SF’s public housing residents call on city to fix dangerous conditions

Mold, bedbugs and leaky pipes are among the issues, according to residents

San Francisco /
Oct.October 25, 2021 04:04 PM
Sites in Potrero Hill and Visitacion Valley are dangerous, according to tenants (iStock)

Leaky pipes. Bedbugs. Unresponsive landlords.

Those top the list of complaints listed by residents of two public housing complexes owned and operated by San Francisco’s housing authority, who called out the city this week for failing to address the issues, the Mercury News reported.

Anti-gentrification group United Front Against Displacement publicized the concerns. It said the issues have long gone unanswered by the San Francisco Housing Authority, which owns and manages the properties.

“For years, the San Francisco Housing Authority has engaged in a consistent pattern of willful negligence in its properties, irresponsibly forcing residents to inhabit dangerous apartments,” the group said in a statement.

The sites are in Potrero Hill and Visitacion Valley, both in the southeastern quadrant of the city, and house about 3,800 people. They are the only two public housing developments owned and administered by the city’s long-struggling Housing Authority, which also administers 13,000 housing vouchers for low-income residents and just recently climbed out of a $30-million deficit.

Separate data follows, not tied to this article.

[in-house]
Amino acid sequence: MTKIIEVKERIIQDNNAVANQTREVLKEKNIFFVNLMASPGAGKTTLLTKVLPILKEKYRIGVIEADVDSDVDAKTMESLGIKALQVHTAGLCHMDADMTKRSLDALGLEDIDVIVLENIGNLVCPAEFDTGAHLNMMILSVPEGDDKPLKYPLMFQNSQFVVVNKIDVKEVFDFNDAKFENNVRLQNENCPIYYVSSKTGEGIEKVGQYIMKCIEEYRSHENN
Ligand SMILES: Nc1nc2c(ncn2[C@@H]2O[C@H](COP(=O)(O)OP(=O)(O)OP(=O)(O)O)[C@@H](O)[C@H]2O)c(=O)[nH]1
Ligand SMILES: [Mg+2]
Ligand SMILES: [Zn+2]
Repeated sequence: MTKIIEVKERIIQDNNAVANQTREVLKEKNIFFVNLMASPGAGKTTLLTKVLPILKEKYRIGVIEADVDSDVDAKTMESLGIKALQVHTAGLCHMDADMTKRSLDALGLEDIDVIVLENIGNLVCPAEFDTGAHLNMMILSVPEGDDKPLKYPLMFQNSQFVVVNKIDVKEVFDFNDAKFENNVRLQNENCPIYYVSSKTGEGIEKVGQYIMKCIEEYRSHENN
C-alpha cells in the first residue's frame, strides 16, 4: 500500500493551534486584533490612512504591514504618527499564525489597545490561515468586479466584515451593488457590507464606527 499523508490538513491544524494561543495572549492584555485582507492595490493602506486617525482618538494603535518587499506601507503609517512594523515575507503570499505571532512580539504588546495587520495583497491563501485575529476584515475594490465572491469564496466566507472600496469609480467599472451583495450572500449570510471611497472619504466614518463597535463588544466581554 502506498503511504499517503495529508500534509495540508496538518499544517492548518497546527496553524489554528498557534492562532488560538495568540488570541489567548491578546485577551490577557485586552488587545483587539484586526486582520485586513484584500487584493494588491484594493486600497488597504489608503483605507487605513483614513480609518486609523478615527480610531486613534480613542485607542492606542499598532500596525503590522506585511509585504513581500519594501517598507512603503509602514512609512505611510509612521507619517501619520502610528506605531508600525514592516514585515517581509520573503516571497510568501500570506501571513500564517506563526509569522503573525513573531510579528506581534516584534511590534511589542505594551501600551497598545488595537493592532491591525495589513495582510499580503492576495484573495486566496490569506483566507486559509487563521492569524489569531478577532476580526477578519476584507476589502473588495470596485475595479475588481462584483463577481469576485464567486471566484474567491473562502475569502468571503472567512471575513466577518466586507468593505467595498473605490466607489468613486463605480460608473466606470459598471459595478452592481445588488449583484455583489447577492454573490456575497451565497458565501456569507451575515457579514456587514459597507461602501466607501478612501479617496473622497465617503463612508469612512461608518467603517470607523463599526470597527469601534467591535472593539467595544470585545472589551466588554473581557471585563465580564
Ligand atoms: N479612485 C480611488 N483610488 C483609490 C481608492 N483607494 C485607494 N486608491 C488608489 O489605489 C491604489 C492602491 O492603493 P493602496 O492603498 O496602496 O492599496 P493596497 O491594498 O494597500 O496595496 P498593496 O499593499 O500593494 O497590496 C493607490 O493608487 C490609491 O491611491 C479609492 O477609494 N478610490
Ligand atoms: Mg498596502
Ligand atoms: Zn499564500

Three years ago, the financial instability forced the city’s chief auditor to take over the SFHA and outsource its finances and administration to third-parties. As of late 2020, it was no longer in default with the federal government.

The long-term plan is for the city to rebuild the dilapidated housing, as well as add some market-rate units to create some mixed-income developments. But that project is still several years from completion. In the meantime, residents are still living with failing plumbing, pest and mold issues, United Front said.

Plans to hand over management of the two sites to an outside company in December aren’t raising confidence among residents, many of whom fear that a private landlord will be more likely to raise rents and eviction rates than the city.

Residents “demand that their apartments be repaired while remaining public housing and not handed over to private developers and management companies,” the group said.

Representatives from the Housing Authority didn’t return requests for a comment, according to the Mercury News.





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